Though he had no publishing background, Ahrenberg hired consultants and asked art-world friends to be on the advisory board. He was hardly an amateur either; his savvy in both the art and business were crucial. He springs from art pedigree: Ahrenberg’s father, Theodor, had one of the largest collections of modern and contemporary art in northern Europe, and was a client of Zervos. Moreover, the senior Ahrenberg had a personal relationship with Picasso and Matisse, collecting them while they were alive in the ‘50s.

Staffan Ahrenberg himself began collecting art at age 19 and deems himself an “engaged non-professional.” The Swedish-born, Switzerland-schooled entrepreneur lived in L.A. during his 20s, working for a Hollywood producer. He himself went on to produce The Quiet American and Johnny Mnemonic. He later became active in entrepreneurial companies, starting TV stations in the Baltic states and investing in start-ups. “I understand the concept of business and startups,” Ahrenberg says with easy assurance. He frames his Cahiers d’art venture as “a re-start-up.”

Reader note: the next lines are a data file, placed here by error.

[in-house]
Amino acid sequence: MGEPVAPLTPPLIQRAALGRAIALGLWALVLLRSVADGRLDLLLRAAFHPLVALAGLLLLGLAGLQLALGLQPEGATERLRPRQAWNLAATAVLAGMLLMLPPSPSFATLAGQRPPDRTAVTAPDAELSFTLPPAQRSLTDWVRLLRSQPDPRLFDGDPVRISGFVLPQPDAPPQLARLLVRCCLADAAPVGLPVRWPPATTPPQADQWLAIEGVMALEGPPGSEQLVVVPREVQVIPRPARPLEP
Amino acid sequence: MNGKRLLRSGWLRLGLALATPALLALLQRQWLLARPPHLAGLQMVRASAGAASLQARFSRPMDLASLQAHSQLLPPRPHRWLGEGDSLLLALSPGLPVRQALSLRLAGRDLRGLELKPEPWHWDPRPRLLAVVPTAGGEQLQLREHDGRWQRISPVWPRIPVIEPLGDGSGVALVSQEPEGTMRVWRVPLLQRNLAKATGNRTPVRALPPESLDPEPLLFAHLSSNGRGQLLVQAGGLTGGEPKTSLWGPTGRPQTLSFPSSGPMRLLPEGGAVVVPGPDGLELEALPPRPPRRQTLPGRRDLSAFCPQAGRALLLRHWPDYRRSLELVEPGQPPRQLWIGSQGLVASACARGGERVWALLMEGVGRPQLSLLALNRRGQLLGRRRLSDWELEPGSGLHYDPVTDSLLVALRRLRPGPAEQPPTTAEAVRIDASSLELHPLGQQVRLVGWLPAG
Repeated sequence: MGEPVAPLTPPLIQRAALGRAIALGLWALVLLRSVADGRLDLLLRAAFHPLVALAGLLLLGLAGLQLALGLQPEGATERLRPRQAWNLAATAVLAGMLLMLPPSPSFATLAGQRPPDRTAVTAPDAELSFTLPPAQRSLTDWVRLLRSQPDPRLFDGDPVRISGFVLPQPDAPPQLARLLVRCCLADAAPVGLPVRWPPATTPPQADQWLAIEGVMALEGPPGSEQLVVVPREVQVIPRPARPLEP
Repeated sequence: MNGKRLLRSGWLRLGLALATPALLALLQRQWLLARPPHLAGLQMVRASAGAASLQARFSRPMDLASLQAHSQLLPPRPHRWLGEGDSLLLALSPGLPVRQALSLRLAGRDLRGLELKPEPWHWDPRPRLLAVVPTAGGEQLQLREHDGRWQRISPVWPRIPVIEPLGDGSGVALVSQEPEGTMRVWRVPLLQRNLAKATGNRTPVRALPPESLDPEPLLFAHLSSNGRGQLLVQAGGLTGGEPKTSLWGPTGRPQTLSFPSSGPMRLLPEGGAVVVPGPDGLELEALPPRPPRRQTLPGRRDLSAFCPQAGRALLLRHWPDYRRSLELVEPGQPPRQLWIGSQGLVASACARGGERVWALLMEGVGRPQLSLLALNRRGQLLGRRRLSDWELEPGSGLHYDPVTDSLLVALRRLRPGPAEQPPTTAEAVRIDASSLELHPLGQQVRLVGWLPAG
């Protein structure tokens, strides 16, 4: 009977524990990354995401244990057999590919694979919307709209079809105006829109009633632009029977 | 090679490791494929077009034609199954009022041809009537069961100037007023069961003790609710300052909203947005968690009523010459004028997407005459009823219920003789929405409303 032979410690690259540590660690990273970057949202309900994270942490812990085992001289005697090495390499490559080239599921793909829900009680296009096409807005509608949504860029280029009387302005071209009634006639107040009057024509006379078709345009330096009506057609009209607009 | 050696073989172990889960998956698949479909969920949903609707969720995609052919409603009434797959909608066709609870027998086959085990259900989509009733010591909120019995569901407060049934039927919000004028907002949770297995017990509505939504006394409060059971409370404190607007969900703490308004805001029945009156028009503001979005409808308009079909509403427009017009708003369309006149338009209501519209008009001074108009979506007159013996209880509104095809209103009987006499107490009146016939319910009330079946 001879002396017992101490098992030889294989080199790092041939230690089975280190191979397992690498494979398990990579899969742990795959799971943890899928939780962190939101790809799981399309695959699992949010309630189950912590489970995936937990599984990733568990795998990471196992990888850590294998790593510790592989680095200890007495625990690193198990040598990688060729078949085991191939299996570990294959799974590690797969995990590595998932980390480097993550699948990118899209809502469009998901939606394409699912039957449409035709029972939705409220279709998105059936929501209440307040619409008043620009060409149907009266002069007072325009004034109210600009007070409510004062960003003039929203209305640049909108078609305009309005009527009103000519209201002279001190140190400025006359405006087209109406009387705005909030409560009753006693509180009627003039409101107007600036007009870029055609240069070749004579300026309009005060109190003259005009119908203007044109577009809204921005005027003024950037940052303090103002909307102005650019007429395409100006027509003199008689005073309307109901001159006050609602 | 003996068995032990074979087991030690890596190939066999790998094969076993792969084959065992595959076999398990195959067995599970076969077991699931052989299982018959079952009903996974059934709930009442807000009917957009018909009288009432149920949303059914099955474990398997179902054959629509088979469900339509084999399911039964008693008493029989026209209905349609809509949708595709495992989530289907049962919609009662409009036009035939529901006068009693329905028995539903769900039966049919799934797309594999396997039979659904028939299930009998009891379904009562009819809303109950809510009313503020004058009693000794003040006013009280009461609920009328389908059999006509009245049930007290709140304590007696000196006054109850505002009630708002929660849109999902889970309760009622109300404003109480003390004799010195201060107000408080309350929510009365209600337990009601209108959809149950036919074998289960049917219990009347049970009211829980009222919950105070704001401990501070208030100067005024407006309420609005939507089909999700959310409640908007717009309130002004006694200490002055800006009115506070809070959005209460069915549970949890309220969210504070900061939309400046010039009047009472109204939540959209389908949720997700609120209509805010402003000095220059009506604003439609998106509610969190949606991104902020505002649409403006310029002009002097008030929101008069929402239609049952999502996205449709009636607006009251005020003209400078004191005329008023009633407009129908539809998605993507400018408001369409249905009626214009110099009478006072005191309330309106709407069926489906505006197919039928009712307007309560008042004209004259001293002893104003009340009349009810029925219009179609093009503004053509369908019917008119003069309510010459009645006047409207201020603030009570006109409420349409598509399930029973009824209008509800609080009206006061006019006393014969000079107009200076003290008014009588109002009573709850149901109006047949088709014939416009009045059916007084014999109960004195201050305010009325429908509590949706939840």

“I am a big believer—especially for art, but in general—that books and paper publishing will always remain. I’m happy to see that these very heavy books are being extremely well-received and bought.”

In specifying his approach, Ahrenberg stated: “We decided our program, defined not in stone but in concept. We would obviously work with the artists of Zervos’s time, the classics of modern art, living masters of contemporary art, and younger artists, like Philippe Parreno, Cyprien Gaillard, Adrien Mondot.” There are two principles he adheres to within his publications: no advertising, and truly taking the time to do projects thoroughly.